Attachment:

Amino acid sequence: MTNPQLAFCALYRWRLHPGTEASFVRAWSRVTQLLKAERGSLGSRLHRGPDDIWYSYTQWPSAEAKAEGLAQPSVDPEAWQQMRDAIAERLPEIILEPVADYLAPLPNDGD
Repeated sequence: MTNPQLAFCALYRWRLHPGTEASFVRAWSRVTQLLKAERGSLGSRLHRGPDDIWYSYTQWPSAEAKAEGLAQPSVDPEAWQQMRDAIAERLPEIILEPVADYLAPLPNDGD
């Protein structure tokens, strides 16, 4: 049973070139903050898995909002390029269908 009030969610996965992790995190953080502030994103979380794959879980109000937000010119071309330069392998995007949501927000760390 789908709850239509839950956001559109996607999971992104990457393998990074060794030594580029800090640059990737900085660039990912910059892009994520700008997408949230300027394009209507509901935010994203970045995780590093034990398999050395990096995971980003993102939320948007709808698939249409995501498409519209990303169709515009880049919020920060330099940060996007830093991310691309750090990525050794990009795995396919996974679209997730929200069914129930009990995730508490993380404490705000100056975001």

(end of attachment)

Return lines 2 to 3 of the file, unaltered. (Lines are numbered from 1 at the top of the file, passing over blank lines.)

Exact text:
Repeated sequence: MTNPQLAFCALYRWRLHPGTEASFVRAWSRVTQLLKAERGSLGSRLHRGPDDIWYSYTQWPSAEAKAEGLAQPSVDPEAWQQMRDAIAERLPEIILEPVADYLAPLPNDGD
């Protein structure tokens, strides 16, 4: 049973070139903050898995909002390029269908 009030969610996965992790995190953080502030994103979380794959879980109000937000010119071309330069392998995007949501927000760390 789908709850239509839950956001559109996607999971992104990457393998990074060794030594580029800090640059990737900085660039990912910059892009994520700008997408949230300027394009209507509901935010994203970045995780590093034990398999050395990096995971980003993102939320948007709808698939249409995501498409519209990303169709515009880049919020920060330099940060996007830093991310691309750090990525050794990009795995396919996974679209997730929200069914129930009990995730508490993380404490705000100056975001």